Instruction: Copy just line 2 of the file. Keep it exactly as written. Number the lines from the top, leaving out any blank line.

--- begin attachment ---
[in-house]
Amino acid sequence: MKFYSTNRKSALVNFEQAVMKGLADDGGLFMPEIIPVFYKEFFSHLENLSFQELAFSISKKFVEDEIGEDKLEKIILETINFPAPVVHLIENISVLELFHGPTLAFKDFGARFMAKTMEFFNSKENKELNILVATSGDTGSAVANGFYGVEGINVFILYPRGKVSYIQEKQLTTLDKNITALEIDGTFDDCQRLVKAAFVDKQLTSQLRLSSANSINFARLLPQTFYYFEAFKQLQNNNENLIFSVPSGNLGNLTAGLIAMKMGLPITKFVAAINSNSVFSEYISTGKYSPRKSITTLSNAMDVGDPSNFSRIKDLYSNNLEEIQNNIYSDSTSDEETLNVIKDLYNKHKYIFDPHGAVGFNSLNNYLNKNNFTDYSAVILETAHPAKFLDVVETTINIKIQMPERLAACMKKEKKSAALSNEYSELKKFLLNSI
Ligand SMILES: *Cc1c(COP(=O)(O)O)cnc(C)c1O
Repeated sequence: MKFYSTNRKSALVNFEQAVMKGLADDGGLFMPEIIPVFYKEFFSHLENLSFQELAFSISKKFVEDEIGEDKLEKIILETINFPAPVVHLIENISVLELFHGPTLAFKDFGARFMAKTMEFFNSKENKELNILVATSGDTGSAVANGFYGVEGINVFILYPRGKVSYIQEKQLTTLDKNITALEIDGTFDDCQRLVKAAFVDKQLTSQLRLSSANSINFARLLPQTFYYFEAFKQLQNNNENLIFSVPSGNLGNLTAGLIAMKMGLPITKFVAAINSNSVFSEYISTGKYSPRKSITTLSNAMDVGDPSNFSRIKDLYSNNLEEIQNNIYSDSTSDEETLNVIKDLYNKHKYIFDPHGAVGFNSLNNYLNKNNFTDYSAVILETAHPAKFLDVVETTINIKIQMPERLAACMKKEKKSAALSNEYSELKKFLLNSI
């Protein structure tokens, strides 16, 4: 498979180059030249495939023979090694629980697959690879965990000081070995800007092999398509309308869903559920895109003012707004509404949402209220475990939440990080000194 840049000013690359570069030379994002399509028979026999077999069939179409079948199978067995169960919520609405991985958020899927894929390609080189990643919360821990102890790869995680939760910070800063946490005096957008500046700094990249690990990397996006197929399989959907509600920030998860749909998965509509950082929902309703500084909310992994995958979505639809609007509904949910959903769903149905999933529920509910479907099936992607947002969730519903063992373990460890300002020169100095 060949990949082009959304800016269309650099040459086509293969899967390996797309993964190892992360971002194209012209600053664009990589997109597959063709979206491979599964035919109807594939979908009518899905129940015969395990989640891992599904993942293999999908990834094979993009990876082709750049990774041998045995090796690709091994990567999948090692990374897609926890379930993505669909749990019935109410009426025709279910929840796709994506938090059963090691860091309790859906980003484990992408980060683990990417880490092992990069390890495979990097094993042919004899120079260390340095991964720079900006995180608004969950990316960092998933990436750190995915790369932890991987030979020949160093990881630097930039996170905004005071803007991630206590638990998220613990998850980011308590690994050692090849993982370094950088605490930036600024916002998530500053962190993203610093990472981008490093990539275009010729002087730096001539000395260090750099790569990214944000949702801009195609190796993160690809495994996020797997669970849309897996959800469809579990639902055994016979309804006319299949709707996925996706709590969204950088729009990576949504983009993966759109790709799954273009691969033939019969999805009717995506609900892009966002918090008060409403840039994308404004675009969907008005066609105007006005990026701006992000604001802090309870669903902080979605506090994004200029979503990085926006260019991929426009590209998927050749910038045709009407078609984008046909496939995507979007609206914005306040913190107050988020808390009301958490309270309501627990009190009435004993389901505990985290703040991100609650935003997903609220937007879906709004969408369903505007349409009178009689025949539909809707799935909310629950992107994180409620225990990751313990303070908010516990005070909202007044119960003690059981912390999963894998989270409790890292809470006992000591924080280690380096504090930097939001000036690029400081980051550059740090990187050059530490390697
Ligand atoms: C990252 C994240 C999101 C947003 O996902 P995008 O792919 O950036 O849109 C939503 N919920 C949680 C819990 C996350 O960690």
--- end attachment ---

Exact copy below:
Amino acid sequence: MKFYSTNRKSALVNFEQAVMKGLADDGGLFMPEIIPVFYKEFFSHLENLSFQELAFSISKKFVEDEIGEDKLEKIILETINFPAPVVHLIENISVLELFHGPTLAFKDFGARFMAKTMEFFNSKENKELNILVATSGDTGSAVANGFYGVEGINVFILYPRGKVSYIQEKQLTTLDKNITALEIDGTFDDCQRLVKAAFVDKQLTSQLRLSSANSINFARLLPQTFYYFEAFKQLQNNNENLIFSVPSGNLGNLTAGLIAMKMGLPITKFVAAINSNSVFSEYISTGKYSPRKSITTLSNAMDVGDPSNFSRIKDLYSNNLEEIQNNIYSDSTSDEETLNVIKDLYNKHKYIFDPHGAVGFNSLNNYLNKNNFTDYSAVILETAHPAKFLDVVETTINIKIQMPERLAACMKKEKKSAALSNEYSELKKFLLNSI